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Do Sport and Energy Drinks Damage Teeth?

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Recent studies have identified a correlation between drinking sport or energy drinks and dental damage including an increase in cavities.

Sports drinks

During or after a game or workout, many children and adults reach for a sport drink to replenish their lost fluids. Unfortunately, the rising rate of dental problems in athletes (from pre-school to adults) supports the findings in a recent study by British Journal of Sports Medicine, that the cause of increased dental issues lies in consumption of sport drinks. In fact, sports drinks can cause 3 times more damage to teeth than soda. The study found that the most common dental problems among athletes who consumed sports drinks are: tooth decay, gum disease, enamel erosion, and infected wisdom teeth that are partially erupted.

We will get more into the science specifics in a future article but for now, just know that the sugar found in sport (and energy drink and gels) adhere to the teeth, more so than saliva. This in turn promotes acid production for the oral bacteria and puts you at a higher risk for decay. The enamel is then weakened and broken down by acids of a pH lower than 5.5. (Most sports drinks have a PH between 2.4-4.5).

According to study published in the journal  General Dentistry, these drinks contain so much acid that they start destroying teeth after only five days of consistent use.

Energy Drinks

Likewise, many people reach for an energy drink when they’re a little sleepy. The misconception is that drinking either an energy or a sports drink is better than soda. This is simply not the case. In fact, a study published in the journal General Dentistry completely disproved that. They found support that sport and energy drinks erode or thin out teeth enamel which will leave them even more vulnerable to decay.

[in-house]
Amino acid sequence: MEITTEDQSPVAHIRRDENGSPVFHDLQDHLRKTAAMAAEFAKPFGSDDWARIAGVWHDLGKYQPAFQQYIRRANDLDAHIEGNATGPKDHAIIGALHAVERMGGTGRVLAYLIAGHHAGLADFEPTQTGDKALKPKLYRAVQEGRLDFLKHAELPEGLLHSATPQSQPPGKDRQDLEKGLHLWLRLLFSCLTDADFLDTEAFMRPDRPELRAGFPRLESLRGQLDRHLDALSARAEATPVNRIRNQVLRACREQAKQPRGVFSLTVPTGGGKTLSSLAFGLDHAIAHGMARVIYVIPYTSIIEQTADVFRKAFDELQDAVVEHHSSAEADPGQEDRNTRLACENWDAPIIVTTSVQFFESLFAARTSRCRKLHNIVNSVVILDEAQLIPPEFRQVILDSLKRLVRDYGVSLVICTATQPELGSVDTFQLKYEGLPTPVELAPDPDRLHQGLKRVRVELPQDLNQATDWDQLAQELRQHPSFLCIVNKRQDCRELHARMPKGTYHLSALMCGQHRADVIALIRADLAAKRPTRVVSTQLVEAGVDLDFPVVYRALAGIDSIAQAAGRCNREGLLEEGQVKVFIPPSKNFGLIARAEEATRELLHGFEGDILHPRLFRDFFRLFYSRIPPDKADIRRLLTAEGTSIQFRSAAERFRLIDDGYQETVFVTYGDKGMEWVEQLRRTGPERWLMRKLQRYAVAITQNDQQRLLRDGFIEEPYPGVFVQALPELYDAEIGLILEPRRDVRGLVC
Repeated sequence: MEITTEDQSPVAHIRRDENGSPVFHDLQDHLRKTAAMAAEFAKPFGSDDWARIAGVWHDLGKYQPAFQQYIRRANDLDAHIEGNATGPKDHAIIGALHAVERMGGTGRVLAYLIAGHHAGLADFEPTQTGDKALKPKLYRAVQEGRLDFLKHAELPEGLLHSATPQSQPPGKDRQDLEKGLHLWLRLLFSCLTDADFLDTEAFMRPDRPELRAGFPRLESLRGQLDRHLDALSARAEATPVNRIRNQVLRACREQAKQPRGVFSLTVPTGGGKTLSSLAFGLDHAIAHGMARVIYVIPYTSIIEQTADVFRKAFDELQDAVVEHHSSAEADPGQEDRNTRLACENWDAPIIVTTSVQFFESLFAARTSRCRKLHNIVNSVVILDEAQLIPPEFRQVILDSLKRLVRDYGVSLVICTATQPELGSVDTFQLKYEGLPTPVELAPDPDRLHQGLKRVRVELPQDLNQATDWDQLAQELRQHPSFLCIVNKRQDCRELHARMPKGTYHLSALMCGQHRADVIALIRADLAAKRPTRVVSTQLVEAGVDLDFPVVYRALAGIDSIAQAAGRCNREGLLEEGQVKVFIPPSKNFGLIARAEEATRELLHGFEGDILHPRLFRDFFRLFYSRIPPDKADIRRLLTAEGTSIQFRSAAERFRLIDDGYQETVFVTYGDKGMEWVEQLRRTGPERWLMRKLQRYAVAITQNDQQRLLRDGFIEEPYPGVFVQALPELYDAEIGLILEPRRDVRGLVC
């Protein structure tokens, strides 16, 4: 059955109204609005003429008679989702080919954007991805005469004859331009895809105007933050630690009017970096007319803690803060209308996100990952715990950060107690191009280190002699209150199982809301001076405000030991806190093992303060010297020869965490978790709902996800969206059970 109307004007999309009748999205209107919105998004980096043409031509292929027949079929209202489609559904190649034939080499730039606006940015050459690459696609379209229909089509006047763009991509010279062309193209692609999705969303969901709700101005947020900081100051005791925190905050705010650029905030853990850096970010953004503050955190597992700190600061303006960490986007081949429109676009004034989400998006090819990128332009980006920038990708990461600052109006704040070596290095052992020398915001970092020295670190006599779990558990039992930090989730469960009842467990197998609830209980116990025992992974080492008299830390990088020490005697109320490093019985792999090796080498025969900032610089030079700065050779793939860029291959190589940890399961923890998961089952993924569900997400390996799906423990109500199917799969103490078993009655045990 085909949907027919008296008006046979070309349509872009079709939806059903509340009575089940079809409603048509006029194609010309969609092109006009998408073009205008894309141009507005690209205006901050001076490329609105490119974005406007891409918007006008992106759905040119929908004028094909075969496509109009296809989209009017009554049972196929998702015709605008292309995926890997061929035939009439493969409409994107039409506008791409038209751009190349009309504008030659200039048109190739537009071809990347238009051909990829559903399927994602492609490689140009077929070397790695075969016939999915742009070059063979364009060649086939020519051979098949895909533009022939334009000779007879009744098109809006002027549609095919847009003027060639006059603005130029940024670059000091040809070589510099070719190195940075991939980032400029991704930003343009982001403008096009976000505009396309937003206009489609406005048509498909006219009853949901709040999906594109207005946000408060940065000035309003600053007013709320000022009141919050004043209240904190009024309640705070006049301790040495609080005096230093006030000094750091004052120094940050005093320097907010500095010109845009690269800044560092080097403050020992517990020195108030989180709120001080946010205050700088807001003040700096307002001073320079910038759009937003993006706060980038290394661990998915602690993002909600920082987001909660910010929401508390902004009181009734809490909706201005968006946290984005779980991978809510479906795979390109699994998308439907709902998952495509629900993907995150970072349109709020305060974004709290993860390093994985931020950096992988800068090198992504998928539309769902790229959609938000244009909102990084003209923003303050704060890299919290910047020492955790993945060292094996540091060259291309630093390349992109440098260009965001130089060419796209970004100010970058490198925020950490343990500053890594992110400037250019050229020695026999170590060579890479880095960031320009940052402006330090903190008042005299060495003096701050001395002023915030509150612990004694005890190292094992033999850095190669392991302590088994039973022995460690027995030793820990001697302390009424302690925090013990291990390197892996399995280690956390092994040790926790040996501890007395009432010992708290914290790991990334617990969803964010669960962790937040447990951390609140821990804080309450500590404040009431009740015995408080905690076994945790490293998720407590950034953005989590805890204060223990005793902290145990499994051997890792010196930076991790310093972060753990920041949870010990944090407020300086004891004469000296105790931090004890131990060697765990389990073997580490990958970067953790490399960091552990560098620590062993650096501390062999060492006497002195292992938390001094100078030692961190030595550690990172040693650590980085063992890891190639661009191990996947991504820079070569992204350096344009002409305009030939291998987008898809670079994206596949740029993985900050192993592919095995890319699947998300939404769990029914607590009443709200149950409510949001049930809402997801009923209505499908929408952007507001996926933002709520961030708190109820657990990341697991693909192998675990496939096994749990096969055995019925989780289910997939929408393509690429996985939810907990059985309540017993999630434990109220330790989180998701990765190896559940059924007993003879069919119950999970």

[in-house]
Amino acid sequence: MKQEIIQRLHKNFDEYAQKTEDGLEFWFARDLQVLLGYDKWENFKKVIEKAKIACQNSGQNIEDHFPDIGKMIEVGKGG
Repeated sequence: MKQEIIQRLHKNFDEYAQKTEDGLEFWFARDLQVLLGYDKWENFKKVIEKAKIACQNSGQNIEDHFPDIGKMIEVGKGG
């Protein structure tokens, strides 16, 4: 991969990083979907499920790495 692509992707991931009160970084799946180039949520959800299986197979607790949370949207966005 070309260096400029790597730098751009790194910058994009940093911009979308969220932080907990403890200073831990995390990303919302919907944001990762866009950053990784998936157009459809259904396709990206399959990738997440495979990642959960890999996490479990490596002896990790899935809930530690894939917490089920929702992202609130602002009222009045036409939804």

To summarize, Dr. Jackson advises that water is the best way to go when you need to re-hydrate. Sports drinks make little sense for anyone except endurance athletes under intense training, such as marathon runners. As for energy drinks, even 1 energy drink per day is potentially harmful to teeth because of high acidity. If you must consume sports or energy drinks, you should dilute the acid content by rinsing with water after consumption. Do nut brush your teeth immediately after consumption of a sports or energy drink. Wait at least one hour to allow your saliva to bring the PH back to normal before brushing. Consider using products like mouthwash, or sugar-free gum following consumption of either sport or energy drinks as these stimulate the salivary flow.